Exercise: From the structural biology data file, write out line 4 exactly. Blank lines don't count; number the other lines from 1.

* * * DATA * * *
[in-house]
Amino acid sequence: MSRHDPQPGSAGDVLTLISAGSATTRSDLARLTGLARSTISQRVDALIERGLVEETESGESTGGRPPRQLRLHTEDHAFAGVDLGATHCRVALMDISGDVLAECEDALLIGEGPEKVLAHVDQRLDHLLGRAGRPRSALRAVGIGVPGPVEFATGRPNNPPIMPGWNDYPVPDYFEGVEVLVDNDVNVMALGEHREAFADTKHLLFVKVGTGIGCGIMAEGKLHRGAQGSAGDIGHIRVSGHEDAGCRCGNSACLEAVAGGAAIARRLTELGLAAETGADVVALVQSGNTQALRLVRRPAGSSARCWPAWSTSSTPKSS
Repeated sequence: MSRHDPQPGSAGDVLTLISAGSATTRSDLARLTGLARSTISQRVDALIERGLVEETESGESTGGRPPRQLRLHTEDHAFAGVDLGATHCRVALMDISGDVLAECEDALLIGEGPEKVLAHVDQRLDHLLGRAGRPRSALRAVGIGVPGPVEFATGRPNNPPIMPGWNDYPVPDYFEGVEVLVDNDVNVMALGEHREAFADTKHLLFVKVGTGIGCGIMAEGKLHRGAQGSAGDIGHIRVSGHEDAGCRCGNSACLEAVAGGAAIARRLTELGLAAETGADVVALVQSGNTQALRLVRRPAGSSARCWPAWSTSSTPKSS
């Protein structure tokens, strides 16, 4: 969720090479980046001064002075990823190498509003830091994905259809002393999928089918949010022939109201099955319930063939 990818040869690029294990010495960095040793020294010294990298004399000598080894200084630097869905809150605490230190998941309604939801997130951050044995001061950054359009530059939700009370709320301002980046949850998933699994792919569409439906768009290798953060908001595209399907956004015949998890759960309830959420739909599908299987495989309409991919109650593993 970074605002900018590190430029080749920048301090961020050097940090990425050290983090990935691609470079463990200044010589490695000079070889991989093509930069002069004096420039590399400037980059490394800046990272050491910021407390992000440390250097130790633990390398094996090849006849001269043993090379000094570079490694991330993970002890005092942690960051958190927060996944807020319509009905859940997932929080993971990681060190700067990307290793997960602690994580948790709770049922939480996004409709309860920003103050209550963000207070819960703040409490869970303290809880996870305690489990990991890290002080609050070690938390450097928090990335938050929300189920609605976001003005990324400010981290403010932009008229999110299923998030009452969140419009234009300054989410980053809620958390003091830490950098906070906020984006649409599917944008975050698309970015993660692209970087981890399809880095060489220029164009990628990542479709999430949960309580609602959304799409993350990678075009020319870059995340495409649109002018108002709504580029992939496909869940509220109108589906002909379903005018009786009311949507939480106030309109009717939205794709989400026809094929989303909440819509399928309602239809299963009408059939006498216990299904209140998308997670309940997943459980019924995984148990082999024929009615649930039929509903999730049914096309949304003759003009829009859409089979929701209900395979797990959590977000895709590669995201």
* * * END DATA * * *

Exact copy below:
């Protein structure tokens, strides 16, 4: 969720090479980046001064002075990823190498509003830091994905259809002393999928089918949010022939109201099955319930063939 990818040869690029294990010495960095040793020294010294990298004399000598080894200084630097869905809150605490230190998941309604939801997130951050044995001061950054359009530059939700009370709320301002980046949850998933699994792919569409439906768009290798953060908001595209399907956004015949998890759960309830959420739909599908299987495989309409991919109650593993 970074605002900018590190430029080749920048301090961020050097940090990425050290983090990935691609470079463990200044010589490695000079070889991989093509930069002069004096420039590399400037980059490394800046990272050491910021407390992000440390250097130790633990390398094996090849006849001269043993090379000094570079490694991330993970002890005092942690960051958190927060996944807020319509009905859940997932929080993971990681060190700067990307290793997960602690994580948790709770049922939480996004409709309860920003103050209550963000207070819960703040409490869970303290809880996870305690489990990991890290002080609050070690938390450097928090990335938050929300189920609605976001003005990324400010981290403010932009008229999110299923998030009452969140419009234009300054989410980053809620958390003091830490950098906070906020984006649409599917944008975050698309970015993660692209970087981890399809880095060489220029164009990628990542479709999430949960309580609602959304799409993350990678075009020319870059995340495409649109002018108002709504580029992939496909869940509220109108589906002909379903005018009786009311949507939480106030309109009717939205794709989400026809094929989303909440819509399928309602239809299963009408059939006498216990299904209140998308997670309940997943459980019924995984148990082999024929009615649930039929509903999730049914096309949304003759003009829009859409089979929701209900395979797990959590977000895709590669995201």